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October 28, 2017 2:47 am

Future of Forest Industry “Pretty Solid” Says COFI VP

Thursday, August 27, 2015 @ 3:48 AM

Prince George, B.C. – Slow and steady growth along with diversification in the marketplace “spells a pretty solid future” for B.C.’s forest industry.

That from Council of Forest Industries (COFI) vice-president Doug Routledge.

“Well the industry continues to recover from the recession,” he says. “And certainly is taking it’s time to materialize, but that’s no necessarily a bad thing.”

Routledge says slow and steady growth “means it’s fairly easy to business manage and predict.”

“You can tune your production and your capital investments in a more business like fashion, rather than trying to react to quite violent swings.”

He says another reason for optimism is the diversification going on in the industry.

“We’re going through quite a transformation right now. Where the fundamental building blocks for the business have been lumber, panel products and pulp and paper,” says Routledge.

“We’re increasingly producing other kinds of forest products out of the forest using parts of trees, fibre that we didn’t use before and would have left in the bush.”

He says that includes things like residues out of sawmills, laminated lumber and laminated panels.

“So that diversity of product line and the slow steady recovery I think spells a good future for the industry.”

Routledge admits though that means bad news for some. “There won’t be as many employed in lumber because lumber is contracting. There’s more people employed in these, what we’ll call secondary product lines.”

He also notes that on balance, the weak Canadian dollar is helpful to Canadian forest products flowing into the United States, adding a reduction in lumber demand from China hasn’t been too damaging due to changes in the domestic market.

“The building code in B.C. changed and we’re able to build six storeys in wood now (previously it was four),” he says. “And in Quebec recently they’ve raised that up to I believe 10 or 12 storeys. So the growth in that area of product supply is probably where the more important gains are going to be made in terms of volume flowing.”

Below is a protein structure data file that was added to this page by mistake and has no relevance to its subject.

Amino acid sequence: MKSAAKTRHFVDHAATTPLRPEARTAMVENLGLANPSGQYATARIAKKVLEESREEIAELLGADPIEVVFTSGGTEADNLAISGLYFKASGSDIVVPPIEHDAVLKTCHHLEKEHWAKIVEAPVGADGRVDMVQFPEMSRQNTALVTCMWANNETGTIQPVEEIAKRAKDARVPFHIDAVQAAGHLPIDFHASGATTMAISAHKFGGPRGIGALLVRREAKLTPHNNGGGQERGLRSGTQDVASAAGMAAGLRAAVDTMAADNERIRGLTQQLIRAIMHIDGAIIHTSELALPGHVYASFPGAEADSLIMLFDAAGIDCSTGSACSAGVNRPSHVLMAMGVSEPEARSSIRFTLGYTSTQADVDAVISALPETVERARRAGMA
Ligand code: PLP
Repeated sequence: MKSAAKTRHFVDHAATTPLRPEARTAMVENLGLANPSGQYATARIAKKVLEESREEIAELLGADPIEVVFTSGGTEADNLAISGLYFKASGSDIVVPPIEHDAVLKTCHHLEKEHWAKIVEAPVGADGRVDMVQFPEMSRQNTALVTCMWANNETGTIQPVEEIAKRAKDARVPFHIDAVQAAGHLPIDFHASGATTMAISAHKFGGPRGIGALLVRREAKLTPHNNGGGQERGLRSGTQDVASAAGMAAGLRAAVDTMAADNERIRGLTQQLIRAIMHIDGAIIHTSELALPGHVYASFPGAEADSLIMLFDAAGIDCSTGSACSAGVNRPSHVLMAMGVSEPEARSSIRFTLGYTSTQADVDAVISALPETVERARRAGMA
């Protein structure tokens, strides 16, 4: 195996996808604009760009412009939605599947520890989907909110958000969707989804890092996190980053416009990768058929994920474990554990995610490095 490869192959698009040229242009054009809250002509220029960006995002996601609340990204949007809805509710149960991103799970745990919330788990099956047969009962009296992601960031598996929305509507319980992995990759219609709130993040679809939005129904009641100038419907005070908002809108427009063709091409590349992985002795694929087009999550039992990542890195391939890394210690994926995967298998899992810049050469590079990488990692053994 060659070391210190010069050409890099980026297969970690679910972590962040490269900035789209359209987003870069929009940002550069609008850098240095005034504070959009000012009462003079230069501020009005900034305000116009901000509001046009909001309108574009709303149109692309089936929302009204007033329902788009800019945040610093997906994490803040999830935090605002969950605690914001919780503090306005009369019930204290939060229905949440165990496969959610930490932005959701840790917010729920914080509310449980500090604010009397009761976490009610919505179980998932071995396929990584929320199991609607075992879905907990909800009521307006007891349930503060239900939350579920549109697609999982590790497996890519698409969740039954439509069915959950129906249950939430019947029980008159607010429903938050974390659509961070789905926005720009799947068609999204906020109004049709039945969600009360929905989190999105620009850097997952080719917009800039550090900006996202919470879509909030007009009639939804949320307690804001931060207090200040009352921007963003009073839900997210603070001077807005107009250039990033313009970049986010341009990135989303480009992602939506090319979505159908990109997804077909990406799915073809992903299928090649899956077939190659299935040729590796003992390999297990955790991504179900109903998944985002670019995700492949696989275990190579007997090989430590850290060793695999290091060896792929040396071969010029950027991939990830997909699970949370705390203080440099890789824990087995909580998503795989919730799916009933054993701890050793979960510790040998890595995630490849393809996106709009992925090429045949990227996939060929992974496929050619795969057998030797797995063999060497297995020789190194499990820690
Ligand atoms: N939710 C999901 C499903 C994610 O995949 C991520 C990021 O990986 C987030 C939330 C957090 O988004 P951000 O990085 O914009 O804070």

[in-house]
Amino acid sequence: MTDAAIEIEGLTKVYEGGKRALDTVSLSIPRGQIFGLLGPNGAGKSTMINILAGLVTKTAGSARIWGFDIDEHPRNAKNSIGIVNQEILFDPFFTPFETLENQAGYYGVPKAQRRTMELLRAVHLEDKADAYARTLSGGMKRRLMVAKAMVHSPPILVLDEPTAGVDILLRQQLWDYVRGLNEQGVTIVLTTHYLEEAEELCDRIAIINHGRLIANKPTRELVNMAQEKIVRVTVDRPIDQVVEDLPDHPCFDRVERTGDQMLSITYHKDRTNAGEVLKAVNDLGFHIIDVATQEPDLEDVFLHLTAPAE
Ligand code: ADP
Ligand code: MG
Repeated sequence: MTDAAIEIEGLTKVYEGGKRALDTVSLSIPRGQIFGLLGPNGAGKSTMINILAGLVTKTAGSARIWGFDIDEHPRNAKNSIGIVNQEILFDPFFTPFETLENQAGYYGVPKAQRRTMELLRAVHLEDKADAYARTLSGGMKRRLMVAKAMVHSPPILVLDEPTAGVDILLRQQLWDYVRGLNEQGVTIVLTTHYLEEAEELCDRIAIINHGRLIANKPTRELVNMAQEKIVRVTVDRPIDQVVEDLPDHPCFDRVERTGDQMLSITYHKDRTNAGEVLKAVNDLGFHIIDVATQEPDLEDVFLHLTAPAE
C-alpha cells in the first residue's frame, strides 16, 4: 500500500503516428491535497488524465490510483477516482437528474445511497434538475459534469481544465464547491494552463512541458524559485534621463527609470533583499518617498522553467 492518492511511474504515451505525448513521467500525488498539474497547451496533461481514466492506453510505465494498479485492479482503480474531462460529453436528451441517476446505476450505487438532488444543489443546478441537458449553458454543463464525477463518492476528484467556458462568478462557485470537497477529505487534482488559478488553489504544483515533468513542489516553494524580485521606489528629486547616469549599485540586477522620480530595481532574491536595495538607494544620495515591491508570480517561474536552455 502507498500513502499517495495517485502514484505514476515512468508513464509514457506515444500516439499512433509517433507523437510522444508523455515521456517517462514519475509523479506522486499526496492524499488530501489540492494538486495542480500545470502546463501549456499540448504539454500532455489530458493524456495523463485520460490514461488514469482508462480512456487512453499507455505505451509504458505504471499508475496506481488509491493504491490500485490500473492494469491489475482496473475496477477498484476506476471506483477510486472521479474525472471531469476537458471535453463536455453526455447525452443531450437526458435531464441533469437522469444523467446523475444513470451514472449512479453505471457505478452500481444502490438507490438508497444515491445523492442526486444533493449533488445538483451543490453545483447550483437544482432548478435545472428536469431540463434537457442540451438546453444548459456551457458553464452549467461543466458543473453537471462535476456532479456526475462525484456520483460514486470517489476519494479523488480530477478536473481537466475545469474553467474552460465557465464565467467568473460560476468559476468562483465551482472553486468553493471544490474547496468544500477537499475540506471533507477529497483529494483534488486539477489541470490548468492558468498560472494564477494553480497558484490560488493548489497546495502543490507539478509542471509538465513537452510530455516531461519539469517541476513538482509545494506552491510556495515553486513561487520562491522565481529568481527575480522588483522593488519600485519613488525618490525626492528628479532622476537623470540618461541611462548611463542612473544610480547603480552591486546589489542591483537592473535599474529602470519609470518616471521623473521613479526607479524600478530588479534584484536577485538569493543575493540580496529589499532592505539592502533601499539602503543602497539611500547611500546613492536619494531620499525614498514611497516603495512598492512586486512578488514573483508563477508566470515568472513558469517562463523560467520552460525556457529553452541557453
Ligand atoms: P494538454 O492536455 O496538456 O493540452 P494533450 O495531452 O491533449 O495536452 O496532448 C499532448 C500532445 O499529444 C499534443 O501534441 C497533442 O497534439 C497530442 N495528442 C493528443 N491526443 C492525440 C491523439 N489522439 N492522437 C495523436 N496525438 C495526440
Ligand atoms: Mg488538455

Give Harper four more years and we will watch as he signs our lumber industry away with a lift of tariffs on raw log export….

Just like Ontario suffered from NAFTA as their manufacturing sector was devastated, BC will see the demise of our Lumber Manufacturing segment of our economy…

Free Trade for Stephen Harper means the opportunity for foreign investment to have access to Canada’s resources at as little impediment as possible including any sort of value add….From elimination of ALL tariffs ……to the freedom to import these foreign investors to bring in their own labour force …..to stripping of anything environmental….to the silencing of opposition in C-51….. to the implementation of Investor Protection clauses that does nothing but take the power away from the Canadian people and places it in the hands of foreign entities to operate how Canada does business…

Give Stephen Harper one more mandate and we can watch as our sawmills are shuttered and our Logs are trucked or railed to the nearest Port…

Its all Harper’s fault!!!! Get rid of him and we will all be rolling in the dough. Taxed out you come up short on political history with the liberals.

I wonder if the writers know that the Conservatives delivered hundreds of millions of dollars to the forest industry in Canada. Money for research and technology to attain higher value from wood fibre, money for global marketing of Canadian wood, money to assist pulp mills and sawmills operate in a much more environmentally manner, and money to fight the US forest industry lobbyists who have been constantly creating trade dispute in their efforts to confound the Canadian forest industry.

Yes you can blame Harper for every one of those dollars spent assisting our forest industry.

Perhaps the anti Harper posters might want to call the CEO’s at Canfor, West Fraser, Tolko, and other majors to become a little more enlightened about the support the the Conservatives have given to Canada’s forest industry.

Oh…just an aside…and wasn’t your MP Dick Harris the Chair of the Conservative National Forest Caucus for the last 9 years ???

So what happened to the billion dollars promised for the communities effected by the pine beetle epidemic? Promises made and promises broken. Handing out money for monopoly capital is not the way to diversify the economy.